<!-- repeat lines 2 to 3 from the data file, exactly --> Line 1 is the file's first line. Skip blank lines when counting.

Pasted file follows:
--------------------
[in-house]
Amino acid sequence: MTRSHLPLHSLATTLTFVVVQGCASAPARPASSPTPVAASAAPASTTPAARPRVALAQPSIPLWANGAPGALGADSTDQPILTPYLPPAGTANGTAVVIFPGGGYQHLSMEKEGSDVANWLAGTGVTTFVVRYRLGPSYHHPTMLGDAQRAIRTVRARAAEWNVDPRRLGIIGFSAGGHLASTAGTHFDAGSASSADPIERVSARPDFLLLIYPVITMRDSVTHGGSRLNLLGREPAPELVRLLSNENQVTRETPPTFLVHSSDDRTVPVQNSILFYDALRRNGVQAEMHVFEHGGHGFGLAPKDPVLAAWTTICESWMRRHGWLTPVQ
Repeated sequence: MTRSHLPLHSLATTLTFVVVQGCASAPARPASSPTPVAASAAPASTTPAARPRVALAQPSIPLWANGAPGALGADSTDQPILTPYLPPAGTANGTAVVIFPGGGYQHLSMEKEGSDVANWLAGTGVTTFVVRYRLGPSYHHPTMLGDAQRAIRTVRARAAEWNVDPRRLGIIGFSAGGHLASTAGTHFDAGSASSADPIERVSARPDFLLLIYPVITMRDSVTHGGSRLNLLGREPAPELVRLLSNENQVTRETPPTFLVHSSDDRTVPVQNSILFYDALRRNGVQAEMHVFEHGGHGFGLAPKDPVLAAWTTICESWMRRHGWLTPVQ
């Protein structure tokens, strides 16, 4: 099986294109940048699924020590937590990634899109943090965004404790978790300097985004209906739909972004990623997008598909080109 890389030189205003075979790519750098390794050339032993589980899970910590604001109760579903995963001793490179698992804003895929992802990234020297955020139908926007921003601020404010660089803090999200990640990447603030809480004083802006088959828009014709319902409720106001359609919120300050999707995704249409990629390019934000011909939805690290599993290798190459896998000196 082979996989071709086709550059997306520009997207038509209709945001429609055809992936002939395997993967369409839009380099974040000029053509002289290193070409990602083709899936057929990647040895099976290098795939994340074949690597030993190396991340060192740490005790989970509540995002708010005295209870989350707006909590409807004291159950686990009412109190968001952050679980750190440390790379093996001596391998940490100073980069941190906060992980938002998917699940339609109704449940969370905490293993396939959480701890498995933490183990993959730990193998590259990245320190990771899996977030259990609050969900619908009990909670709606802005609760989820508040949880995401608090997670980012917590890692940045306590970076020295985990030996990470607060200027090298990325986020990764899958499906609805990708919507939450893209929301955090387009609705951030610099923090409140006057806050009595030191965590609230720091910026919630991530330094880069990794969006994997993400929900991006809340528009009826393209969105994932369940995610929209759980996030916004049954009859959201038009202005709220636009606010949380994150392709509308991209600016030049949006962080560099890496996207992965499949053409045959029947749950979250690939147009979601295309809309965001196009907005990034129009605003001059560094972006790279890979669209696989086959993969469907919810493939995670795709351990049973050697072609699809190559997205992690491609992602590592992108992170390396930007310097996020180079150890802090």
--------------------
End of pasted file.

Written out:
Amino acid sequence: MTRSHLPLHSLATTLTFVVVQGCASAPARPASSPTPVAASAAPASTTPAARPRVALAQPSIPLWANGAPGALGADSTDQPILTPYLPPAGTANGTAVVIFPGGGYQHLSMEKEGSDVANWLAGTGVTTFVVRYRLGPSYHHPTMLGDAQRAIRTVRARAAEWNVDPRRLGIIGFSAGGHLASTAGTHFDAGSASSADPIERVSARPDFLLLIYPVITMRDSVTHGGSRLNLLGREPAPELVRLLSNENQVTRETPPTFLVHSSDDRTVPVQNSILFYDALRRNGVQAEMHVFEHGGHGFGLAPKDPVLAAWTTICESWMRRHGWLTPVQ
Repeated sequence: MTRSHLPLHSLATTLTFVVVQGCASAPARPASSPTPVAASAAPASTTPAARPRVALAQPSIPLWANGAPGALGADSTDQPILTPYLPPAGTANGTAVVIFPGGGYQHLSMEKEGSDVANWLAGTGVTTFVVRYRLGPSYHHPTMLGDAQRAIRTVRARAAEWNVDPRRLGIIGFSAGGHLASTAGTHFDAGSASSADPIERVSARPDFLLLIYPVITMRDSVTHGGSRLNLLGREPAPELVRLLSNENQVTRETPPTFLVHSSDDRTVPVQNSILFYDALRRNGVQAEMHVFEHGGHGFGLAPKDPVLAAWTTICESWMRRHGWLTPVQ